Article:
After a great start to the year, reality hit the Senators hard on Friday night, as the Tampa Bay Lightning took advantage of the team's sloppy play, and erased two two-goal leads to win 6-4. We all decided Ben Bishop was worse than Don Beaupre and the season was lost. But don't panic! The Senators are still fourth in the Eastern Conference with six points, and just one point back of the Division- and Conference-leading Bruins.
Perennial Cup favorites Pittsburgh, meanwhile, are sitting in the eighth seed, with just four points in four games. The vaunted Penguins took down fellow Cup favorites Washington (What? They were Cup favorites before the season started! Adam Oates! Adam Oaaaaates!!) and New York. But don't plan the parade too quickly: The Pens are riding a two-game losing streak, dropping leads in both games. So... good news and bad news.
Bad news: They're probably pissed.
Good news: Ottawa has as good a chance to beat them as anyone else.
Bishop (doomed to die alone)
Pittsburgh's lines have not been officially confirmed anywhere, but the Pittsburgh Tribune notes there were no changes in practice except for an injury to Tanner Glass. Marc-Andre Fleury has been confirmed to start, so your lines will look something like this:
Storylines to follow:
Chris Philips and Sergei Gonchar vs. whomever: The Senators are at home tonight, which means head coach Paul MacLean gets to play the matchups he wants. Conventional wisdom says Gonchar and Phillips will either draw the Crosby or Malkin line, since asking Andre Benoit and Mark Borowiecki to do that is like asking me to bake a cake: I can try, but you're not going to be impressed with the results. Whatever poison MacLean picks, if his second pairing isn't up to the task, they're going to be in for a long game.
Timely saves: In every game he's started, Anderson has had to provide his teammates with some timely saves until they could right the ship. It feels almost inevitable that he'll need to do the same thing today. Anderson is leading the NHL in every important statistic, and he'll need to perform like the goalie those stats say he is today--we saw on Friday what happens if the team can't be carried by their goalie for stretches of the game.
Trustache: MacLean said he "didn't like anybody" in the loss to Tampa Bay. So... he makes no changes to the lineup? That's not exactly an intuitive move as far as I'm concerned. Mendes notes that MacLean said Latendresse "could" be available, but will not play either way.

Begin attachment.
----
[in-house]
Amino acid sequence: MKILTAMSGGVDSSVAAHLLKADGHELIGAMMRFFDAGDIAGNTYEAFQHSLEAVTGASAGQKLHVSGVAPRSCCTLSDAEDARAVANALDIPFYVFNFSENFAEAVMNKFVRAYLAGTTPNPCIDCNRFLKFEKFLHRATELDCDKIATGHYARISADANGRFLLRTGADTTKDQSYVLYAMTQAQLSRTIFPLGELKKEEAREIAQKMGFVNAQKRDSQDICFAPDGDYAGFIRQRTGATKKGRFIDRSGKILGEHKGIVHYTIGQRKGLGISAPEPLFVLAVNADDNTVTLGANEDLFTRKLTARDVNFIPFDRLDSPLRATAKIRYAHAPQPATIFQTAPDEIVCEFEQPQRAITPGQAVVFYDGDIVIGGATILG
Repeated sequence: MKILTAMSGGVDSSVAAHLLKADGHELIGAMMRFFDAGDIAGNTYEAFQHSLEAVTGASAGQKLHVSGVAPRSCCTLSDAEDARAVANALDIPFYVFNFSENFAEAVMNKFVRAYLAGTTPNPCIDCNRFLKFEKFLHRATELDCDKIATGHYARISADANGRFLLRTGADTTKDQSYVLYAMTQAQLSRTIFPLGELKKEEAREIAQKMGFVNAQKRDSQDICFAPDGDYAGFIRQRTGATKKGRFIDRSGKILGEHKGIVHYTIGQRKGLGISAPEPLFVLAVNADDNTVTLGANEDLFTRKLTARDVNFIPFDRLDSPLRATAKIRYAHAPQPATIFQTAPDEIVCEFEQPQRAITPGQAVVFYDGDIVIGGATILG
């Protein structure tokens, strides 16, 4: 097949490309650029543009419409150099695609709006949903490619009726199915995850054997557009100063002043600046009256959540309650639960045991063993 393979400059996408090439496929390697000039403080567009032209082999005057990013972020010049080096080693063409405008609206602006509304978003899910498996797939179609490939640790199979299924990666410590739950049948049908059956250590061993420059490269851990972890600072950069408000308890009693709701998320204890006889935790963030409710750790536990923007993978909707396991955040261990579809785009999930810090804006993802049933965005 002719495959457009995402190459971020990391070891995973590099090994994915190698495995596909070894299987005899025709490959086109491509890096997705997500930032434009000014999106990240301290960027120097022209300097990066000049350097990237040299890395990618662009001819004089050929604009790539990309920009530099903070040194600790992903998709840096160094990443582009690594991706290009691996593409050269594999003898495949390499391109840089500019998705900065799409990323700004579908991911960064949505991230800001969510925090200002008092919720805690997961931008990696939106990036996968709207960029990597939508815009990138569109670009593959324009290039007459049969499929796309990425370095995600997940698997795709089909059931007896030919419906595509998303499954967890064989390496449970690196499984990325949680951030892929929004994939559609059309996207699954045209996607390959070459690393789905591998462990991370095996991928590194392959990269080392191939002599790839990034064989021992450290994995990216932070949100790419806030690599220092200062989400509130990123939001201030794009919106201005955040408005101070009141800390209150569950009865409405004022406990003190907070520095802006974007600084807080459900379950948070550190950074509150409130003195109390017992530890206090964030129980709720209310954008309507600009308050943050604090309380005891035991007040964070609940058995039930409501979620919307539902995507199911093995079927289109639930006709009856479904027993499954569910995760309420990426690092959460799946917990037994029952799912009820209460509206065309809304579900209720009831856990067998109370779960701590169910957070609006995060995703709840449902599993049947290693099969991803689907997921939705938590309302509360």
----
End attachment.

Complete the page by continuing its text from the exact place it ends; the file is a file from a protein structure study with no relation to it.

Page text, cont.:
Mirror images: If you take a look at the teams, there are more than a few similarities. Pittsburgh's second-line center has been tearing it up; so has Ottawa's. Kyle Turris has been the team's best forward. Pittsburgh's second defensive pairing isn't exactly known for their speed; neither is Ottawa's. Pittsburgh has an outstanding skating defenseman in Kris Letang, Ottawa has a better one in Erik Karlsson. There's plenty of reason to believe Ottawa matches up well here.
Outworked: To a man, the Penguins say they have been outworked in their two losses. The Senators were outworked by Tampa Bay on Friday, but have shown a willingness to outwork their opponents in their first three games.The formula for beating the Penguins is readily available to them. Will they follow it?
Sloppy play: In three of their four games this season, the Senators have taken the first penalty of the game and given up a power play goal in the ensuing two minutes. In their last game, they spent almost half of the first period killing penalties. The team seems to have given up "too many men on the ice" for a wider smorgasbord of stupidity. That has to end sooner rather than later. The loss to Tampa Bay should have served as a wake-up call for the consequences if it doesn't.
In lieu of zone starts, for a change we're going to look at average time on ice for the players through four games. Who is Paulrus leaning on?
MacLean may be rolling four lines, but not if those lines have Peter Regin on them.